American Brian Harman will take a commanding five-shot lead into the final round of the 151st Open Championship after holding the chasing pack firmly at bay at Royal Liverpool.
Masters champion Jon Rahm claimed he felt “invincible” as he surged through the field with a record-breaking 63, but that adjective could equally apply to Harman as he remained on course for a maiden major title at the age of 36.
As crowd favourites Tommy Fleetwood and Rory McIlroy frustratingly failed to fire, Harman recovered from a shaky start to compile a third round of 69 and 12-under-par total of 201.
Compatriot Cameron Young, the runner-up at St Andrews last year, is Harman’s nearest challenger following a 66, with Rahm – seeking the third leg of a career grand slam – another stroke behind.
Fleetwood was part of a five-way tie for fourth on five under which included Ryder Cup team-mate Viktor Hovland and former world number one Jason Day.
Rahm only made the cut with a shot to spare following rounds of 74 and 70, but took advantage of unexpectedly benign conditions to card eight birdies in a flawless 63, just one shot outside the lowest score in major championship history.
The world number three is the first player to shoot lower than 65 in an Open at Hoylake and had closed to within four shots of halfway leader Harman just two minutes before the left-hander got his round under way.
The gap was down to two when Harman dropped shots at the first and fourth, but he responded superbly with birdies on the fifth, ninth, 12th and 13th to maintain the five-shot advantage he held at halfway.
Only two players in history have lost a five-shot lead after 54 holes of the Open, Macdonald Smith in 1925 and Jean van de Velde at Carnoustie in 1999.
“You’d be foolish not to envision [lifting the Claret Jug] and I’ve thought about winning majors for my whole entire life,” Harman admitted.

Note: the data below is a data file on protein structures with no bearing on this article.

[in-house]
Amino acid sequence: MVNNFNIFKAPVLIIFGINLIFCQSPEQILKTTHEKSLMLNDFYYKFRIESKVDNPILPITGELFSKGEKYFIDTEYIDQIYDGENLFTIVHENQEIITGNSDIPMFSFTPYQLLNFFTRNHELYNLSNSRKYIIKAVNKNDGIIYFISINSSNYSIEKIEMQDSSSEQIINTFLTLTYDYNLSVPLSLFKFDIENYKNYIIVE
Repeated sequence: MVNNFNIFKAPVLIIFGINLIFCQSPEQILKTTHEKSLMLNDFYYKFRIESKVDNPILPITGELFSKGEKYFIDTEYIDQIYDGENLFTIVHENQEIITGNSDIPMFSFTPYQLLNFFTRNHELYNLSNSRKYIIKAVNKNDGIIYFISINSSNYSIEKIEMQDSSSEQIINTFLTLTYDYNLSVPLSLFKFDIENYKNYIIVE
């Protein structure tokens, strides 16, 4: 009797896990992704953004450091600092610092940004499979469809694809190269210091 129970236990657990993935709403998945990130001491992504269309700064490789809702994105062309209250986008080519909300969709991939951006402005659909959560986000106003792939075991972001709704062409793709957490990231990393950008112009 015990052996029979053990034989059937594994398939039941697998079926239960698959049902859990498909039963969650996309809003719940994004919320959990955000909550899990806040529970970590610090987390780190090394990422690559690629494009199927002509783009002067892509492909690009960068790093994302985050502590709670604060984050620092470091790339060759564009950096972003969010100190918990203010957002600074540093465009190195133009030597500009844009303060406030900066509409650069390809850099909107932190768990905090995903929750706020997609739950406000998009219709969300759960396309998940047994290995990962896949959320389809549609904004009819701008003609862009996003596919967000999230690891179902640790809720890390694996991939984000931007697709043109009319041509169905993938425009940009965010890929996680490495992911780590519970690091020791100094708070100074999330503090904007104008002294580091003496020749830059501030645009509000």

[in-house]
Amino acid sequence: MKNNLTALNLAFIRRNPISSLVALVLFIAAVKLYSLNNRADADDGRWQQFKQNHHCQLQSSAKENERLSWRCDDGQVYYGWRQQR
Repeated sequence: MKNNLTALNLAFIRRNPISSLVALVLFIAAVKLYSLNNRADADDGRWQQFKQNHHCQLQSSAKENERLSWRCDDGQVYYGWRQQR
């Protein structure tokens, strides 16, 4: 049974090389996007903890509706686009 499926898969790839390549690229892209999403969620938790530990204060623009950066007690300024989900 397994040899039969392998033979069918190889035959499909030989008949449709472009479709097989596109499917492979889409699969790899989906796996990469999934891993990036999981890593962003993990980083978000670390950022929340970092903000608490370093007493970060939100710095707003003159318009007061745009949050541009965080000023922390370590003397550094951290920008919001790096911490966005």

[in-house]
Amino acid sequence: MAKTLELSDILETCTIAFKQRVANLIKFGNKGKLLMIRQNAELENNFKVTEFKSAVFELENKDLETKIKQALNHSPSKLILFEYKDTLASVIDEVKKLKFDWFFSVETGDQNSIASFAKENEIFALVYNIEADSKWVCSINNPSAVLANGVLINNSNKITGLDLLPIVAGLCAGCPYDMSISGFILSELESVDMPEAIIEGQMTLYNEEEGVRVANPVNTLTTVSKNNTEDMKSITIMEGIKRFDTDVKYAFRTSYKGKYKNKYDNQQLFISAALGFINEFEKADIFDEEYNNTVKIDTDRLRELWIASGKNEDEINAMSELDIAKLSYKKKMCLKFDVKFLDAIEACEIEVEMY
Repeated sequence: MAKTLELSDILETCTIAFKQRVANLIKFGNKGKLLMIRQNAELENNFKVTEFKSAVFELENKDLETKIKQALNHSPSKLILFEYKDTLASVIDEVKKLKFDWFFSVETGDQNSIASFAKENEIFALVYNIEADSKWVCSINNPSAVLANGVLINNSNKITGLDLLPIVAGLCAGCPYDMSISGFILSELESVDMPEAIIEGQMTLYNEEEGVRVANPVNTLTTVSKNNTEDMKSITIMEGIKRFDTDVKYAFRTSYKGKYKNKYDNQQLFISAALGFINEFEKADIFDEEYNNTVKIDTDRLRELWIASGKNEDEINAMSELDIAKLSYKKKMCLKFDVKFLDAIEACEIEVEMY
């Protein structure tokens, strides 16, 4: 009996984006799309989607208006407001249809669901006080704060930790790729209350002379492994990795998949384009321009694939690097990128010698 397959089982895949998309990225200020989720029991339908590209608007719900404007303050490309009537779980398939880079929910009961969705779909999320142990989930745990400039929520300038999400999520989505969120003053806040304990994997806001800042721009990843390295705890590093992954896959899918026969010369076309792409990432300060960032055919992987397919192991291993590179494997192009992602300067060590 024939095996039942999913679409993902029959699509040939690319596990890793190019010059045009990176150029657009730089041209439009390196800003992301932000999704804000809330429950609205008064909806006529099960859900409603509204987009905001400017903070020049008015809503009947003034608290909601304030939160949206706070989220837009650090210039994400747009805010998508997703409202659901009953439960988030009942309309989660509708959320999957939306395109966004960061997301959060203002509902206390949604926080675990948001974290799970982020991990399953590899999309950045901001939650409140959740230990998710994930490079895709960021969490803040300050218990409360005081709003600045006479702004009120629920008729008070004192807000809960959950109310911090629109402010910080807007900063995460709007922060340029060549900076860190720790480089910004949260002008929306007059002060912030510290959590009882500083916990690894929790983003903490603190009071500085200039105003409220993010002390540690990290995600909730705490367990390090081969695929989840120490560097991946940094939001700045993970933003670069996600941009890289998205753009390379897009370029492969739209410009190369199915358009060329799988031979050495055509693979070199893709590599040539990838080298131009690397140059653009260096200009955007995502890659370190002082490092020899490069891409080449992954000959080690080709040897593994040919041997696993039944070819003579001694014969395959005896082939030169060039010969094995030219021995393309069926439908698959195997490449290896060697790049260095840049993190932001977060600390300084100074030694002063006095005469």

“It’s the whole reason I work as hard as I do and why I practise as much as I do and why I sacrifice as much as I do. If that’s going to come to fruition for me, it has to be all about the golf.
“It has to be execution and just staying in the moment.”
Rahm compared his 63 to an opening round of 65 at Augusta National in April which set him on course for a second major victory following the 2021 US Open.
“That is the best round I have played on a links course ever,” said Rahm, who followed a birdie on the fifth with four in succession from the ninth before picking up further shots on the 15th, 16th and 18th in a back nine of 30.
“Starting on 11 everything became downwind and it got easier.
“It is my lowest round on a links course and it’s in the Open Championship right? It’s the lowest round shot on this course. It feels really good but there is a lot of work to do.”
Rahm had cut a frustrated figure over the first two days, complaining about too many people being inside the ropes following his group with McIlroy and Justin Rose.
“To be fair, I look frustrated very often,” Rahm joked.
“I was playing good golf and I knew what I was capable of. I was frustrated because it was basically mistakes that I made. That was it. I gave up the shots at major championships that are very costly, and that’s mainly it.
“I knew my swing and my game felt better than the scores I was shooting. Today was the complete opposite, obviously.
“Today was one of those days where I felt invincible. I’ve been very comfortable from the tee, so it’s easier to stay aggressive.”
McIlroy, who triumphed at Hoylake in 2014, had made the ideal start with birdies on the first, third and fifth, but covered the remaining 13 holes in one over par to card a disappointing 69.
The world number two, who had cancelled his formal pre-tournament press conference for the second major in succession on Tuesday, declined to speak to waiting reporters and headed straight to the practice putting green.
McIlroy ended the day as he started it, nine behind Harman, while Fleetwood fell two shots further back following a 71 containing one birdie, one bogey and 16 pars.
England’s Alex Fitzpatrick equalled the previous lowest Open score at Hoylake with a superb 65 to climb into the top 10 on four under, two shots better off than older brother and 2022 US Open champion Matt, who returned a 67.